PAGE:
Japanese robotics is imagineering a future dominated by nostalgia and nationalism.
“Chair of the Future.” Seventy years ago, Margaret Mead confirmed her futurist leanings by proposing that universities should promote the study of profound social transformations by appointing Chairs of the Future. Research on historical cultures and societies—“the Middles Ages and Classical Greece”—was already well established, she argued. The acceleration of social change together with the lengthening of the human life span meant that “no one will live in the world into which [they were] born, and no one will die in the world in which [they] worked in [their] maturity” (Mead in Cornish 1983, 128–129). In her numerous writings about human futures, Mead (2005) aimed at a broad readership; her work remains relevant and demonstrates why anthropologists especially are well positioned to engage “future futures.”
Mead contrasted “prefigurative” (new) culture with “postfigurative” (traditional) culture. The former refers to societies in which the elders learn from youngers; the latter to one in which the youngers learn from elders. Current culture is “cofigurative” in that young and old alike learn from their contemporaries or peers (Mead 1972, 31). What Mead did not grok was the extent to which future technology, as I have argued in the case of Japanese robotics, would be deployed to salvage a traditional status quo—an agenda I characterize as retro-tech and retro-robotics.
Robots are associated with the future and/or the imagination of a future. But industrial robots, Roombas, humanoids, and animaloids are now very much part of the present. Not a day goes by without media coverage about robots and artificial intelligence (AI). The fictional robots populating anime and manga have a decades-old subjecthood in cultural studies. As I elaborate in Robo Sapiens Japanicus: Robots, Gender, Family, and the Japanese Nation (2018), a major task I faced was to call attention to the disconnect between actual robots and the robots that populate comics, novels, and movies. Although technologically complex, actual robots are clumsy, slow, and underwhelming compared to their fictional counterparts. Video PR footage of actual robots moving is typically speeded up significantly, sometimes ten to thirty times their original speed, and is heavily edited to create the illusion of smooth, coordinated movement. Robo-hype needs to be tempered by robo-reality checks.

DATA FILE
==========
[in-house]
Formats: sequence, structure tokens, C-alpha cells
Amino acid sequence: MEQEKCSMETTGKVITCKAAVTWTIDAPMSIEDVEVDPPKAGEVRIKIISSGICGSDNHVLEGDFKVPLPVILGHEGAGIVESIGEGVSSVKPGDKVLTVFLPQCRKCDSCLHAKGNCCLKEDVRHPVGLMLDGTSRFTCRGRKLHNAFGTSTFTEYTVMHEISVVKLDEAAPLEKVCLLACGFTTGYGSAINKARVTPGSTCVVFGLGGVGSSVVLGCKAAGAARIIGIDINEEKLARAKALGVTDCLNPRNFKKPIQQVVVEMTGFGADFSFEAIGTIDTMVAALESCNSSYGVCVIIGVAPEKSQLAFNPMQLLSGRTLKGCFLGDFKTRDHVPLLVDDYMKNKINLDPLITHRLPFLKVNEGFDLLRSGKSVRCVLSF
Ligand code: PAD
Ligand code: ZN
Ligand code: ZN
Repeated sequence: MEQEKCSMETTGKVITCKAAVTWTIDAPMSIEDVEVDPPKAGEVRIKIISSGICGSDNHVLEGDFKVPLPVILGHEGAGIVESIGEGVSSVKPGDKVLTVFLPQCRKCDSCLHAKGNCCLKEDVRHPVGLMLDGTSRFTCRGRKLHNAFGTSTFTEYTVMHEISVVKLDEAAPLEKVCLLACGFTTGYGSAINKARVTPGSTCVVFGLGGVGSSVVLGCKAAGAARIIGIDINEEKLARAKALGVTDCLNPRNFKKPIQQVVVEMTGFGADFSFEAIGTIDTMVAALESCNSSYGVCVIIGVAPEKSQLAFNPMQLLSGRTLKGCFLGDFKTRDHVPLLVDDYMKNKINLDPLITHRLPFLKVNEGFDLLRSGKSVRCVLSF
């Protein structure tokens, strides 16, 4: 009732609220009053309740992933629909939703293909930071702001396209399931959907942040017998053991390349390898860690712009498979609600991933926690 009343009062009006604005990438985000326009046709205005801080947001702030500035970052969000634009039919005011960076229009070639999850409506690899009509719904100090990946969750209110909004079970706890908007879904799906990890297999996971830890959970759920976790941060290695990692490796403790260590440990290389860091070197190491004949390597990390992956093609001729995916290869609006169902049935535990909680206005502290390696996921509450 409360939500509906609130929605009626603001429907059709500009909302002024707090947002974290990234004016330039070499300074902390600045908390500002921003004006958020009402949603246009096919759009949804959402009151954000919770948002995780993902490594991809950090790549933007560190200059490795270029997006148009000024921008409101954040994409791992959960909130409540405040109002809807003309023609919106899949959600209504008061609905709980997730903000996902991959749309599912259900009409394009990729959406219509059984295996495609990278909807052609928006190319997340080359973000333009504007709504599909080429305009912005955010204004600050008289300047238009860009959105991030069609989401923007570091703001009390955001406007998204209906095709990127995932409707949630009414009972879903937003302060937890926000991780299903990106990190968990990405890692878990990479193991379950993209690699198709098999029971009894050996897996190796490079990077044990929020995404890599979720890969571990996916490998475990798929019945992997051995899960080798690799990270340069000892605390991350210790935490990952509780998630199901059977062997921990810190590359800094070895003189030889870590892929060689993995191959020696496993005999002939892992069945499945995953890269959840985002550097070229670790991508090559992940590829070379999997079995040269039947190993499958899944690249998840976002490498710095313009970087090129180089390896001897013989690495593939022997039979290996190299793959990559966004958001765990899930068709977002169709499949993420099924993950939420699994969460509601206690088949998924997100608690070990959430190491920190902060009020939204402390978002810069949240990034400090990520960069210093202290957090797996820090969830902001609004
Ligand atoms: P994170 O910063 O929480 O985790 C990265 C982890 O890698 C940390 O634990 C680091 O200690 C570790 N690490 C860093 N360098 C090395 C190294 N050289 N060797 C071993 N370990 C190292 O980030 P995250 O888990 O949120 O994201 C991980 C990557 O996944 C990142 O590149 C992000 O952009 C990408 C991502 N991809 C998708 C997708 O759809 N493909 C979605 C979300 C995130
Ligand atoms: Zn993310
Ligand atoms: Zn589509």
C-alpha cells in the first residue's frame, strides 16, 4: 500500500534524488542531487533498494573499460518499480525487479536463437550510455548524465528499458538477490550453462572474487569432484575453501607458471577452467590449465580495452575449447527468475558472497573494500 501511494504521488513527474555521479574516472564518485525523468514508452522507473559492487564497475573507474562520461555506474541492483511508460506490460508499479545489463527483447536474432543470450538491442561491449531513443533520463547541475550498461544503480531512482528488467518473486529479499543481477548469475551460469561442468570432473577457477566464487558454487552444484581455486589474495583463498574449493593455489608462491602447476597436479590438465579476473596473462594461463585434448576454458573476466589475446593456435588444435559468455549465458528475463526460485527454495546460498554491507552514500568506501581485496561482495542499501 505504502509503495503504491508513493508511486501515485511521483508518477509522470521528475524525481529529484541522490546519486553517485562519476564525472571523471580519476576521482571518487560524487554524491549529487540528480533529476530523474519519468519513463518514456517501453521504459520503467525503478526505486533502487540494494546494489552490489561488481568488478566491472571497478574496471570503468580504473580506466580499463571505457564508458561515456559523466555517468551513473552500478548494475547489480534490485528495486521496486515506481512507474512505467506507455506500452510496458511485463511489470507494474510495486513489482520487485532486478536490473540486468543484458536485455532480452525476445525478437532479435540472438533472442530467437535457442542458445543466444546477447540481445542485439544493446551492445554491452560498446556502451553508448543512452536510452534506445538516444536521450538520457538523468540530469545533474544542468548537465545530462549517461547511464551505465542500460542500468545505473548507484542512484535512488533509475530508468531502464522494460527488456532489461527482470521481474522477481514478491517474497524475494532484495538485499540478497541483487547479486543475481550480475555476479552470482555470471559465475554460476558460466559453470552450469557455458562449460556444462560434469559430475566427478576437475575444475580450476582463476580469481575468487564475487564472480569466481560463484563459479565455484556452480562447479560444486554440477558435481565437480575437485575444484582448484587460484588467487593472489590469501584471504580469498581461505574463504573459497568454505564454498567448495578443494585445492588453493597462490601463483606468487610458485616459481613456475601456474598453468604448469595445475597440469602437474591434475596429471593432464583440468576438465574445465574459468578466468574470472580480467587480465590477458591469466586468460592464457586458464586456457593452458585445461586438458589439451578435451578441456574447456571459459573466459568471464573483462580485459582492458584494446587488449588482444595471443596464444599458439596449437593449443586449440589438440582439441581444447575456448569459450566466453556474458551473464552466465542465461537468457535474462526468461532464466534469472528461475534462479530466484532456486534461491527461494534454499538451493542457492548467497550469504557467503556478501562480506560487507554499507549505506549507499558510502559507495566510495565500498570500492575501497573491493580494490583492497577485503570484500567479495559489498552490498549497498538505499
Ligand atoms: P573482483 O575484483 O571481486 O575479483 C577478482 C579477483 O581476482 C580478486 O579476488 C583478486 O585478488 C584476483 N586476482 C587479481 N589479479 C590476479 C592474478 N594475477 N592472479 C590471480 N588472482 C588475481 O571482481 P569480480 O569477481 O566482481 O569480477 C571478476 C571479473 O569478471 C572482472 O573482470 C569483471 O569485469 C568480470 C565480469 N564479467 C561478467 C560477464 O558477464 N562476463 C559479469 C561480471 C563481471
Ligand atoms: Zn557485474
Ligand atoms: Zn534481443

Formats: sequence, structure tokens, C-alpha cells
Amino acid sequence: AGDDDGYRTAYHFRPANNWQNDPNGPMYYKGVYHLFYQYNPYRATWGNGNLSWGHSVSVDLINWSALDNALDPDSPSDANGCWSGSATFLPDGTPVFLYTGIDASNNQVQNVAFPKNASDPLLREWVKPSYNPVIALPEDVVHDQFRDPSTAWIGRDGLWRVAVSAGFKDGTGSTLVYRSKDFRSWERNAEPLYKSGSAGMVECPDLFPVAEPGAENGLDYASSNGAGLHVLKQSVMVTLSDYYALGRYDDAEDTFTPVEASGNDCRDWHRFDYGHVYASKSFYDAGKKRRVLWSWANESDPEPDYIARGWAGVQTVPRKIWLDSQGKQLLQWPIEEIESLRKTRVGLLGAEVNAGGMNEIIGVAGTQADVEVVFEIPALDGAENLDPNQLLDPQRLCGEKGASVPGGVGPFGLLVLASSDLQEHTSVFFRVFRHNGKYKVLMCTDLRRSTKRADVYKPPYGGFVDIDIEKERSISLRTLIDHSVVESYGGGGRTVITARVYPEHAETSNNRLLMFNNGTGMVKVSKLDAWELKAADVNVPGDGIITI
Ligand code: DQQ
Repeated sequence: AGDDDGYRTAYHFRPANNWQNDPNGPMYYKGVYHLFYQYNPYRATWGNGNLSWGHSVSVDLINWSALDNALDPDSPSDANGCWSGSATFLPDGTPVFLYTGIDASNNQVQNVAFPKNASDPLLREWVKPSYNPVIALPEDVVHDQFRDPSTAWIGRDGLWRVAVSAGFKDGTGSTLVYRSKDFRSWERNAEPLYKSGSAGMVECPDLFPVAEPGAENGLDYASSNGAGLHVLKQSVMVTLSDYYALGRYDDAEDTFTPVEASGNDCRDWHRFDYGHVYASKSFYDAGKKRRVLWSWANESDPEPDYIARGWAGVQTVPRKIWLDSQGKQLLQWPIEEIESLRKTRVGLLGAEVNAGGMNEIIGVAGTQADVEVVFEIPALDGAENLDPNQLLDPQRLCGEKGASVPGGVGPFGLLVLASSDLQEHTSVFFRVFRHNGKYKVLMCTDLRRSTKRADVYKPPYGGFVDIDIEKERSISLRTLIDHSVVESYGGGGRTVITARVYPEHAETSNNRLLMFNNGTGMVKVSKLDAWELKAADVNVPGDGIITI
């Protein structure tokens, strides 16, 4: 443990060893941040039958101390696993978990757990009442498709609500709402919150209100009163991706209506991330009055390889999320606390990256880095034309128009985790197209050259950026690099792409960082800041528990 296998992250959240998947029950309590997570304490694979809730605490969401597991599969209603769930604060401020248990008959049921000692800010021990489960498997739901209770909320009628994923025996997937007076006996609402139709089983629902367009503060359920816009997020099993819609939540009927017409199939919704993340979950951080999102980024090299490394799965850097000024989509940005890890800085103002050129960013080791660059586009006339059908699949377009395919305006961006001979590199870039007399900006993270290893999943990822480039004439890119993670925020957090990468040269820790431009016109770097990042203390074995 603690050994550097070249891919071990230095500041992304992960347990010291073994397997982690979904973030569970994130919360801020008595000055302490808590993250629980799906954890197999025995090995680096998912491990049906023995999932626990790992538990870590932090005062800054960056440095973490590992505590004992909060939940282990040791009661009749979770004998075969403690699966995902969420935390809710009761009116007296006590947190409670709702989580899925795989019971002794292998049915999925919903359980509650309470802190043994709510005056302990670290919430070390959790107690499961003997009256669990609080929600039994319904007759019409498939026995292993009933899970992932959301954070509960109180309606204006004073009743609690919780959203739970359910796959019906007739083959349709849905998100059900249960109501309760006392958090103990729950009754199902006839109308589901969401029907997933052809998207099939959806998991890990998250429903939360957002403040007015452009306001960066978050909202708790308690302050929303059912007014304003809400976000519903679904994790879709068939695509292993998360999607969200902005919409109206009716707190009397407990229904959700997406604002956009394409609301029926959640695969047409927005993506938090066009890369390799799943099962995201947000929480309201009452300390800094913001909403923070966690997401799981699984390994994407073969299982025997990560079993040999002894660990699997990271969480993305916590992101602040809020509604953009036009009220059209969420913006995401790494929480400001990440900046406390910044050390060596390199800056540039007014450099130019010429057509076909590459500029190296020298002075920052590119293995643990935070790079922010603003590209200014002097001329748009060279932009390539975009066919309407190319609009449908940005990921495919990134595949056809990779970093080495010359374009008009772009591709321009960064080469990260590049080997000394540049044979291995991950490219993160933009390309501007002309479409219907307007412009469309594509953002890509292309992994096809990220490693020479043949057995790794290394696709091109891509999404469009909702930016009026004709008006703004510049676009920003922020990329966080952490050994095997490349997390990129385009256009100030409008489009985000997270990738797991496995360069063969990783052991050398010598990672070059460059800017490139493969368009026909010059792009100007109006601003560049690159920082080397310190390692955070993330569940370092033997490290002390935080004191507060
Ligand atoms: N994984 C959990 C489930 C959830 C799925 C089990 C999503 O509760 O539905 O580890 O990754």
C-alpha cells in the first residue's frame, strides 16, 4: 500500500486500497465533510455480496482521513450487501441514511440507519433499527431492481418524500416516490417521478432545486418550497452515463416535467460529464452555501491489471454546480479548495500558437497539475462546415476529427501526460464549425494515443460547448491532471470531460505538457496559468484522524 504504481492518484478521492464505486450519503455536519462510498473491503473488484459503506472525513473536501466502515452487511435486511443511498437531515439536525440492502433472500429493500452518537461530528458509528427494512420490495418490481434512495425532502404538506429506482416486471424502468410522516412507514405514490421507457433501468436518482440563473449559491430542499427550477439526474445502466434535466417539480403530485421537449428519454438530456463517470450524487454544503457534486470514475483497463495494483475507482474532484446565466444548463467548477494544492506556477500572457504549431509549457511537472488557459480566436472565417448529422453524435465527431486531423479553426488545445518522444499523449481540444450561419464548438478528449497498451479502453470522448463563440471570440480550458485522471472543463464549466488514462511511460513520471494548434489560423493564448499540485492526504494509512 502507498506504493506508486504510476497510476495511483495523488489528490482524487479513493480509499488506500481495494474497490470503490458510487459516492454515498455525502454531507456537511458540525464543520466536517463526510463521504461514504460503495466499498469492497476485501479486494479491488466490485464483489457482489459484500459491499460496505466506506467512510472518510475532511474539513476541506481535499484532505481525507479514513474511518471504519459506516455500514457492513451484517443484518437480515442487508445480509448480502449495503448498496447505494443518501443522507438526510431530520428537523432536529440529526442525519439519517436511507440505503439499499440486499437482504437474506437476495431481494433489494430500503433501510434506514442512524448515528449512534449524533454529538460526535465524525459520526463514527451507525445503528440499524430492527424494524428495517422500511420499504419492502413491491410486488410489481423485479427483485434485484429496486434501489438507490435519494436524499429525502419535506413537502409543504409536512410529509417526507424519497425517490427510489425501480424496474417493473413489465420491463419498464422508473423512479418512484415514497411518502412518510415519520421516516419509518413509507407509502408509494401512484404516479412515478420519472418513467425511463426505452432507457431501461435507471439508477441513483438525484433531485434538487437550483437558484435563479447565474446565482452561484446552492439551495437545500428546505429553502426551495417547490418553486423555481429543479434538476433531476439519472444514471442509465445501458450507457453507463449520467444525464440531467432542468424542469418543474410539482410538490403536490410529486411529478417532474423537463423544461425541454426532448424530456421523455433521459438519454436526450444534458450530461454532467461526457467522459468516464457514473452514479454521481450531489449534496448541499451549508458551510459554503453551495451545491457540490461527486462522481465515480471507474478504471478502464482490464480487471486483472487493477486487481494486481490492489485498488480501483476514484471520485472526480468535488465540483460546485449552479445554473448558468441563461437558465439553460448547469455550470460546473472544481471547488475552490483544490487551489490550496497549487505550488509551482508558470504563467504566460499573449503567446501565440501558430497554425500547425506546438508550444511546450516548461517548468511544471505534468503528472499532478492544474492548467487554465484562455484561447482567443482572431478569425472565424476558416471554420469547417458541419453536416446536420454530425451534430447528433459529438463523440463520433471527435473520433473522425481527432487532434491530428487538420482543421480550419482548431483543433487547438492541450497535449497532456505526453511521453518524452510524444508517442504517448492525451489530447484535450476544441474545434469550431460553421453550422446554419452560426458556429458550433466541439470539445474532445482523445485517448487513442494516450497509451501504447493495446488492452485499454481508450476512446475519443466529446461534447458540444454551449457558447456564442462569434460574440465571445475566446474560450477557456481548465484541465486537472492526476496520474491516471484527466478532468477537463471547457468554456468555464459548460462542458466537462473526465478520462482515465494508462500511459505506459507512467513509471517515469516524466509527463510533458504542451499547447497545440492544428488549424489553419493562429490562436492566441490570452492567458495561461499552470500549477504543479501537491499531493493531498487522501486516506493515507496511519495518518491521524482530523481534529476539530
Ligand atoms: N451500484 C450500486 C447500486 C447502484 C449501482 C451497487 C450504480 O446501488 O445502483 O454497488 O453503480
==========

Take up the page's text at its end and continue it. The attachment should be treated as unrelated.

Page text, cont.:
I also had to deal with the fact that the field of robotics and related technologies is evolving so quickly and in so many directions that research focused solely on highlighting the newest gee-whiz models is quickly outdated. How to keep my book relevant even after the robots featured in it were obsolete was a major concern. In addition, while seeking to analyze cross-cultural differences in attitudes toward robot-human interactions, I was careful to avoid fueling the stereotype of “the Japanese” as gadget obsessed and culturally prone to desiring robot companions over human ones.
The impression “out there” that commuters in Tokyo share sidewalk and office space with humanoids requires a concerted effort to dispel. Most robots are still in the prototype stage and interact with humans only under limited, controlled conditions, mainly in settings such as laboratories, corporate showrooms, shopping malls and department stores, science museums, and in closely monitored test situations within select schools, nursing homes, and hospitals. My solution to these quandaries was to explore and interrogate the type of national-cultural, social-institutional, and family structures within which roboticists, manufacturers, and politicians alike assume that humans and robots will coexist. I also excavated substantive historical backstories in order to help contextualize the imagineering of human-robot relationships since the mid-1920s when the newly coined “robot” (robotto) became a household word.